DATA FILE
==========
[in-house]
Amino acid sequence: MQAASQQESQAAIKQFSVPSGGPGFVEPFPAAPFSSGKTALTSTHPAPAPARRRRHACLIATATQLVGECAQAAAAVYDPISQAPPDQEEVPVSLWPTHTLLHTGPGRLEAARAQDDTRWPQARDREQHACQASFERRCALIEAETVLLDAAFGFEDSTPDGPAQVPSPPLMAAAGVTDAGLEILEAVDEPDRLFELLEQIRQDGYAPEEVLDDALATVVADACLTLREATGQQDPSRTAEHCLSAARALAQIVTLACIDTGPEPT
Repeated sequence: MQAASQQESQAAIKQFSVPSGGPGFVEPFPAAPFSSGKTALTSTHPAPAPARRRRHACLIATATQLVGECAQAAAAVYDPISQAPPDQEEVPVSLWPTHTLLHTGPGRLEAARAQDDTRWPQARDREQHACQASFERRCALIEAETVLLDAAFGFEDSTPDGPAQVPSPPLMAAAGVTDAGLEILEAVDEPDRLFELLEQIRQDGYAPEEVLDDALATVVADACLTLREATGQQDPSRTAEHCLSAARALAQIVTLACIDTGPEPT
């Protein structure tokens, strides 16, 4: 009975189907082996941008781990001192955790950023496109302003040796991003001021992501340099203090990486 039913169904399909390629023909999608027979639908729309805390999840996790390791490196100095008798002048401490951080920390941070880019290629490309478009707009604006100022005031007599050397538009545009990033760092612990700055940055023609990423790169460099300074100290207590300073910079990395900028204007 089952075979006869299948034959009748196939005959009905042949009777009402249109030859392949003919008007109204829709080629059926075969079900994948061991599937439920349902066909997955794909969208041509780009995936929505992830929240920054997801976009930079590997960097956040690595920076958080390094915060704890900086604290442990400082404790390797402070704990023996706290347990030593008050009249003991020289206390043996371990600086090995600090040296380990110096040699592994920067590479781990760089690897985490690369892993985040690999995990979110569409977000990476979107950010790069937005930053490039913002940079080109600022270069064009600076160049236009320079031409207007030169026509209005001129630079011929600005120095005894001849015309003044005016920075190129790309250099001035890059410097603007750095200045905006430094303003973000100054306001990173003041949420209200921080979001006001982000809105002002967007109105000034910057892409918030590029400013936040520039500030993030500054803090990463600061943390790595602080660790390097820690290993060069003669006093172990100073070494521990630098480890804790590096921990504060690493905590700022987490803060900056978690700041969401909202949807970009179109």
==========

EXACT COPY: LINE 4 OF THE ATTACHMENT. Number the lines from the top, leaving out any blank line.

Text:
């Protein structure tokens, strides 16, 4: 009975189907082996941008781990001192955790950023496109302003040796991003001021992501340099203090990486 039913169904399909390629023909999608027979639908729309805390999840996790390791490196100095008798002048401490951080920390941070880019290629490309478009707009604006100022005031007599050397538009545009990033760092612990700055940055023609990423790169460099300074100290207590300073910079990395900028204007 089952075979006869299948034959009748196939005959009905042949009777009402249109030859392949003919008007109204829709080629059926075969079900994948061991599937439920349902066909997955794909969208041509780009995936929505992830929240920054997801976009930079590997960097956040690595920076958080390094915060704890900086604290442990400082404790390797402070704990023996706290347990030593008050009249003991020289206390043996371990600086090995600090040296380990110096040699592994920067590479781990760089690897985490690369892993985040690999995990979110569409977000990476979107950010790069937005930053490039913002940079080109600022270069064009600076160049236009320079031409207007030169026509209005001129630079011929600005120095005894001849015309003044005016920075190129790309250099001035890059410097603007750095200045905006430094303003973000100054306001990173003041949420209200921080979001006001982000809105002002967007109105000034910057892409918030590029400013936040520039500030993030500054803090990463600061943390790595602080660790390097820690290993060069003669006093172990100073070494521990630098480890804790590096921990504060690493905590700022987490803060900056978690700041969401909202949807970009179109």